In your bad books: mistakes small businesses can make with bookkeeping

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Without good bookkeeping a small business can totter and fall – simply because it doesn’t really know how it is doing.

And while small business owners are great at keeping many plates spinning, doing the books can take a back seat. This can lead to problems when it comes to completing tax returns and paying bills. What the most common problems caused by bad bookkeeping – and what impact can they have on a small business?

Jack of all trades?

Coral Hamze FMAAT, is a former bookkeeper who now has her own accountancy business, Simply Accountancy.

“My view is that when people start out in business they do so because they want to deliver a service, not because they want to be a bookkeeper. But then when they do their own books, they get stressed: and the bookkeeping goes to the back of the line in front of all other aspects of their business.”

Hamze adds: “I do think that you have to accept that no-one is good at everything – they can’t be. I am a small business owner, but I would never think about doing my own marketing or website creation – I leave that to the experts. It’s the same with bookkeeping: unless you are competent at it and have the time to reconcile your books, keep records and ensure you know the real financial position of your company, then it makes sense to use a professional bookkeeper.”

Invoicing properly is an important part of bookkeeping

The bottom line

It’s not only time and your sanity that can be impacted by bookkeeping. It could affect the health and future of your business. The easy bit about running a small business – if there is anything easy about it – is taking in the money. But accounting for the money going out – paying suppliers, wages and other expenses – can be more of a challenge. Unless the two are reconciled, then a small business doesn’t have a proper picture of how they are doing.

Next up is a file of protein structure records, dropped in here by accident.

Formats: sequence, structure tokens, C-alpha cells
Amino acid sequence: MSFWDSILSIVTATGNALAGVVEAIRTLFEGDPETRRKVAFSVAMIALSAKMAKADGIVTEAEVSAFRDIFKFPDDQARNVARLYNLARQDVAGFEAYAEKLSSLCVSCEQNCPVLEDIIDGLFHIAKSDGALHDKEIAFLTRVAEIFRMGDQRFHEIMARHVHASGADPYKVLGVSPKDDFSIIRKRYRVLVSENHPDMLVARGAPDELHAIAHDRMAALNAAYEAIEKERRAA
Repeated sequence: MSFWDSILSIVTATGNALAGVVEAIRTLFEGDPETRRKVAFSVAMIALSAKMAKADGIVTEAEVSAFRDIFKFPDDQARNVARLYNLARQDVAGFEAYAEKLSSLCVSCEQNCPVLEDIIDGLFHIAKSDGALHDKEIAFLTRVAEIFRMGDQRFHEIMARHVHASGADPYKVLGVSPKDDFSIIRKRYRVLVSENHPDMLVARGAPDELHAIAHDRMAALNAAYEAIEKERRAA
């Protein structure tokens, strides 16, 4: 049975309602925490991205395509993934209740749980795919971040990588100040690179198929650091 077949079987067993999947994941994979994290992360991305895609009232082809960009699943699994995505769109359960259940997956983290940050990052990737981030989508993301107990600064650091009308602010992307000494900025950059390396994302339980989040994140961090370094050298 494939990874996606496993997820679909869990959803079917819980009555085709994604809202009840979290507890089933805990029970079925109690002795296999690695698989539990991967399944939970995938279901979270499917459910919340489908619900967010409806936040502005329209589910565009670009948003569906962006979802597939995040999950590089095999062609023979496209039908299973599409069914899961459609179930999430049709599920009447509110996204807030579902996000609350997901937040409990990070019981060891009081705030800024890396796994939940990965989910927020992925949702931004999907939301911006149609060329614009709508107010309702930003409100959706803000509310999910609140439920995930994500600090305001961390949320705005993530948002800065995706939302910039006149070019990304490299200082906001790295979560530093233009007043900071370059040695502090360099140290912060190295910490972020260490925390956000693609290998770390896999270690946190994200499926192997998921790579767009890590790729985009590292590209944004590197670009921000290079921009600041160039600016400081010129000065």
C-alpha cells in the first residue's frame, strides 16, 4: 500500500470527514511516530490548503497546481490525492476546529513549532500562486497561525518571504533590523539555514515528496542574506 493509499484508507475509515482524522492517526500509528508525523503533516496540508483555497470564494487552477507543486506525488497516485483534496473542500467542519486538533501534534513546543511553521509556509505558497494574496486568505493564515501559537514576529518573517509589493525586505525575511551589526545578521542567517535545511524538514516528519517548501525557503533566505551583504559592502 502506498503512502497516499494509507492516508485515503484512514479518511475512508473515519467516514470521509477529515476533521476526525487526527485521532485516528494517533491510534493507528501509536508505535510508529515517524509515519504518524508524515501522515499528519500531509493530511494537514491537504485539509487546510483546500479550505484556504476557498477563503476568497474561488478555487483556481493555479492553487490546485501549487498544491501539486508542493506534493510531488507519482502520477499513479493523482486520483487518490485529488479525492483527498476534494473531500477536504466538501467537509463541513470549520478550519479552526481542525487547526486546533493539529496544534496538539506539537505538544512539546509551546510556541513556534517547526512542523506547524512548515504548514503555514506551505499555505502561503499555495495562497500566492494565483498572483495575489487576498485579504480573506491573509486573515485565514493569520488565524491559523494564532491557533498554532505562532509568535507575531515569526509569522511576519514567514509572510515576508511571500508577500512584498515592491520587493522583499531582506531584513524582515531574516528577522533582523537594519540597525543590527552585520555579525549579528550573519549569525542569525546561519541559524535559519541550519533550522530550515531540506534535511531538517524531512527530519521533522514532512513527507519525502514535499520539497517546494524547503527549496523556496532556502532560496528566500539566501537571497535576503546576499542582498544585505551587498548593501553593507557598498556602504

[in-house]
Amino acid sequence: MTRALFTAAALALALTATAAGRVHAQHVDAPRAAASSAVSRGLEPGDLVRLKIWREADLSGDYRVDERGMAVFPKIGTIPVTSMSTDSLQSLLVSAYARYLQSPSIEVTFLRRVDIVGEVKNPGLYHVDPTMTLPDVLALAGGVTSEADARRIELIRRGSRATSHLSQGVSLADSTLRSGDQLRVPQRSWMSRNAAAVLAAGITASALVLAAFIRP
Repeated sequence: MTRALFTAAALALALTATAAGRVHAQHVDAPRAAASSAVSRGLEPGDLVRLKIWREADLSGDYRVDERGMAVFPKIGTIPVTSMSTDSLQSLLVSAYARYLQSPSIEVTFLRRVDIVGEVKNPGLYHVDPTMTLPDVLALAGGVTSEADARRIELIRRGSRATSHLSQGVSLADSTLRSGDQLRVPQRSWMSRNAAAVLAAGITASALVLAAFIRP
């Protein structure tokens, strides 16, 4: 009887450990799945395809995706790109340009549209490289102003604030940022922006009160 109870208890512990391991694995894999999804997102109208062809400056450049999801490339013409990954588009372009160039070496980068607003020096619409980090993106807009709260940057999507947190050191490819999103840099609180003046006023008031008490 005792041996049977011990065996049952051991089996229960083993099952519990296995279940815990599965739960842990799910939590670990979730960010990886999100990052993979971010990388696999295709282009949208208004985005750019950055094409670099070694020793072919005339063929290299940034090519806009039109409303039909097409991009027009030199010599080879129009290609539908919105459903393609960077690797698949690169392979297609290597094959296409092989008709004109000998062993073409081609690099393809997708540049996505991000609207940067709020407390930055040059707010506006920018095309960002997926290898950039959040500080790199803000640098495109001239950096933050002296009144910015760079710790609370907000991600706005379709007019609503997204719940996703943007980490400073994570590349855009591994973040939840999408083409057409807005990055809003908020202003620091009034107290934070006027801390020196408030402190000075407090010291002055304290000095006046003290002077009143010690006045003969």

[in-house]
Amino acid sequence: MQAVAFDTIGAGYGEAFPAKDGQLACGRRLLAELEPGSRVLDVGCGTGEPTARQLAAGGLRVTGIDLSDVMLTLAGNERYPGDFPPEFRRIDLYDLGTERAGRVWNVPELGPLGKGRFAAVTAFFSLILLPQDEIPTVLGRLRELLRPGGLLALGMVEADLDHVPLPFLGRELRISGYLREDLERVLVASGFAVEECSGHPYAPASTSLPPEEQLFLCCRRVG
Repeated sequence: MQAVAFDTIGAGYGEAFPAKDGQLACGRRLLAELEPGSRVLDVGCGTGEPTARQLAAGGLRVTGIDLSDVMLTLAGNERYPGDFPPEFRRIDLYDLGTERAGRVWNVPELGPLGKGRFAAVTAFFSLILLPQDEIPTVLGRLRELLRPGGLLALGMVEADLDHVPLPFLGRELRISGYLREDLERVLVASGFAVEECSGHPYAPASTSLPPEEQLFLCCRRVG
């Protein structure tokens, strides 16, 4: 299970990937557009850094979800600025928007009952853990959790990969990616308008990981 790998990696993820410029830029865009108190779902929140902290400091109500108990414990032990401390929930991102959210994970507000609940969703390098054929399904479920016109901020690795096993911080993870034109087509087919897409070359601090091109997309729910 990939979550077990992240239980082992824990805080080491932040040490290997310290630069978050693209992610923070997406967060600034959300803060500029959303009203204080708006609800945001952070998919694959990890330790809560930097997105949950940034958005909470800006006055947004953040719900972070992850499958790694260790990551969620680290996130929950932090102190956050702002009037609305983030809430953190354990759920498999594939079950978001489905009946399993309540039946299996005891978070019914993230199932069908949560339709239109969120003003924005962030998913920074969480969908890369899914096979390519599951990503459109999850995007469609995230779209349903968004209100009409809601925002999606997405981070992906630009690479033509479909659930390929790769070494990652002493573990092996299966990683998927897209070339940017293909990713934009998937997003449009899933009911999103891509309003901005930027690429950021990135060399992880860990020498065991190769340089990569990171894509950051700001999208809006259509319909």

“If you don’t have your books made up properly, then you don’t really know how your business is actually doing,” adds Hamze.

“You might know how much money you have coming in, but unless you balance that with what’s going out then you’re not getting the full picture. Most people who go into business are good at the sales side of it but when it comes down to remembering expenses or costs, then they are less so. If you don’t really know how your business is doing, then when it comes to doing your tax return you’re going to get a shock.”

Invoicing properly is an important part of bookkeeping for small businesses. That means sending invoices off promptly with the correct rate of payment and the terms of business – how long the customer has to pay it. It can be easy to forget to invoice unless it is done swiftly and not chasing unpaid invoices could have a negative effect on the books. Small businesses with good bookkeeping habits watch their cash flow carefully – if they haven’t got the money coming in from the invoices then they can’t pay suppliers – or possibly the tax man.

Common mistakes

Small businesses which do want to run their own bookkeeping would be well advised to put aside a time every day to record their payments in and out. Little and often is sensible – so any potential problems can be caught early.  And once a month the small business should reconcile its accounts with its bank account to see if they tally. If a business can’t put aside the time for this, then it is time to take on a professional bookkeeper.

A cardinal sin for small businesses is when they mix personal and business spending.  It can be tricky but small businesses need to keep transactions totally separate otherwise they could end up paying the wrong amount of tax. It’s also important to make sure that every single transaction, however small, is recorded and that the receipts are filed properly – so if the small business is questioned by the tax authorities, everything can be accounted for. Bad invoicing can also cause problems for small businesses: it is essential they are numbered sequentially and that there is a system in place to show when payments are overdue.

Cash is not king for small businesses:  taking and making payments through the business’ bank account means there will be a record while cash can easily be forgotten. In the same vein, petty cash is part of the business and needs to be recorded or the business’ accounts will not tally. While all this can seem daunting, good bookkeeping is worth it while bad books could end up causing serious problems in the future.

Charlotte Beugge spent more than 20 years as the deputy personal finance editor on The Daily Telegraph and then The Daily Mail. A freelancer since 2010, her work has appeared in national newspapers, magazines and websites.

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